1. FatButter produces a better flavour and a more uniform cookie than margarine. Its low melting point makes it start to spread in the oven right when it's supposed to. Make sure it's at room temperature in order to properly beat it with the sugars, which will aerate (incorporate air into) the dough. Melt your butter first (brown it, even) for a denser, chewier cookie. More butter will result in more spread, and a thinner, crisper cookie.
2. SugarSugar is what makes cookies brown in the oven; a higher proportion of sugar – white in particular – will result in a crispier cookie.
3. EggsRecipes assume you're using large-sized eggs. Eggs bind dough together and act as a leavening agent, producing puffed, cakey cookies. Less egg will result in thinner cookies.
4. FlourAll-purpose is perfect, but bread flour, which is higher in protein, is sometimes used to produce cookies that spread less.
5. ChocolateAs with any baked goods, the better quality chocolate you use, the better the cookie. Dark and semi-sweet are best; their flavour comes through more strongly than mellower milk chocolate. Swapping chopped chocolate for more uniform chocolate chips. This will allow a wider distribution, with a range from wee bits to big pockets of melting chocolate throughout your cookie.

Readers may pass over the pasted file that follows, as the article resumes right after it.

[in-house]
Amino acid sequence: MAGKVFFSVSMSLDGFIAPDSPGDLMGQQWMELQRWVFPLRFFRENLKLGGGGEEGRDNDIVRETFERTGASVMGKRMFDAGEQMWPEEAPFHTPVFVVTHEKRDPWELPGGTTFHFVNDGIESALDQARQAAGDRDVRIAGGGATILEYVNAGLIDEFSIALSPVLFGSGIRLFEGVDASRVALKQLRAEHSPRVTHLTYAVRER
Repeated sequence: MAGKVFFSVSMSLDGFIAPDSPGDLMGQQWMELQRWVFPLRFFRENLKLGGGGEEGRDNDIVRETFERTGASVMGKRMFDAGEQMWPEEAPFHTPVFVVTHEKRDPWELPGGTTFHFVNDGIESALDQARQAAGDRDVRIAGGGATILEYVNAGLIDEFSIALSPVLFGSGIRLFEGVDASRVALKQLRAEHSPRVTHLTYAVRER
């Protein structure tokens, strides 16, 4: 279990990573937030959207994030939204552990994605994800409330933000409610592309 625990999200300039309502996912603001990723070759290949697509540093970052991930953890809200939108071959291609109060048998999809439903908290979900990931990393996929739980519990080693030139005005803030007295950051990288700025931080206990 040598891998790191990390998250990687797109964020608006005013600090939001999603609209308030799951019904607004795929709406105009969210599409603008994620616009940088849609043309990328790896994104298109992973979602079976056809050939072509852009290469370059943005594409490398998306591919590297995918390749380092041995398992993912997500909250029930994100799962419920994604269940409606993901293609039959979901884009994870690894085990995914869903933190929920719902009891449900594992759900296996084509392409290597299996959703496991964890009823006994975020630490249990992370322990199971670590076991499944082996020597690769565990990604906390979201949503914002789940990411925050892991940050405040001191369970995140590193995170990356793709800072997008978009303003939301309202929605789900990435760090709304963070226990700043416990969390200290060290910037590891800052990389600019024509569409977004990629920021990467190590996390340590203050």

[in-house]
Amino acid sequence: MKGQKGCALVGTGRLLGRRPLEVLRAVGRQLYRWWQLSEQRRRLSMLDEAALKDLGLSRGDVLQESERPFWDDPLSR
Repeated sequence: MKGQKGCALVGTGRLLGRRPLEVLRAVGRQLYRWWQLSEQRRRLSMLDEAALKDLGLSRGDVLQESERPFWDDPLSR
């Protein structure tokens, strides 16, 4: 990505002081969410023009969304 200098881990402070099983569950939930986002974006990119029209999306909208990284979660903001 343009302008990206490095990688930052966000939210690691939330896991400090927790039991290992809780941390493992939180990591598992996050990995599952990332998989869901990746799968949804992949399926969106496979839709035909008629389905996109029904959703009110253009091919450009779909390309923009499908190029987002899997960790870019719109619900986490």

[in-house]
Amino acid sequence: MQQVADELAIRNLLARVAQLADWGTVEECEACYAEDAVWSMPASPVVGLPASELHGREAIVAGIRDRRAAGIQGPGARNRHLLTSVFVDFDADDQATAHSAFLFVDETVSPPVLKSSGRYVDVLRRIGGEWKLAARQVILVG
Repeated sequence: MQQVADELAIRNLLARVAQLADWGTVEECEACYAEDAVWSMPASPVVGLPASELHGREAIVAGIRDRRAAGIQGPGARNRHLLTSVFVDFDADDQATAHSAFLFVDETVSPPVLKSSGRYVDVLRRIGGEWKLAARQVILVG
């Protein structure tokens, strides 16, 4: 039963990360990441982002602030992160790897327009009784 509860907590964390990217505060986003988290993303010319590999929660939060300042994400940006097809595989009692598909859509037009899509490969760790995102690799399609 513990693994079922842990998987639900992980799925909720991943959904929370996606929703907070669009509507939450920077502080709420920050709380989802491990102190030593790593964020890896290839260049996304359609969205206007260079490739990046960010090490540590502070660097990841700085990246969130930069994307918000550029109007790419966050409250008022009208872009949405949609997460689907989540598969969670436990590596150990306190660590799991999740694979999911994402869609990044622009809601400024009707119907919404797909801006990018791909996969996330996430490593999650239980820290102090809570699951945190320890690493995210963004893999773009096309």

6. DoughSome people refrigerate their finished dough to solidify the fat, slowing its spread in the oven; others keep it there for a few days to age the dough, giving it a denser texture and more well-developed flavour.
7. BakingA heavy, light-coloured baking sheet will bake cookies evenly without burning their bottoms. A cookie scoop is a worthwhile investment – same-sized cookies will cook in the same length of time. Bake one sheet at a time, unless you have a convection oven. And remove them from the oven when they're golden around the edges but still soft in the middle; they'll firm up as they cool.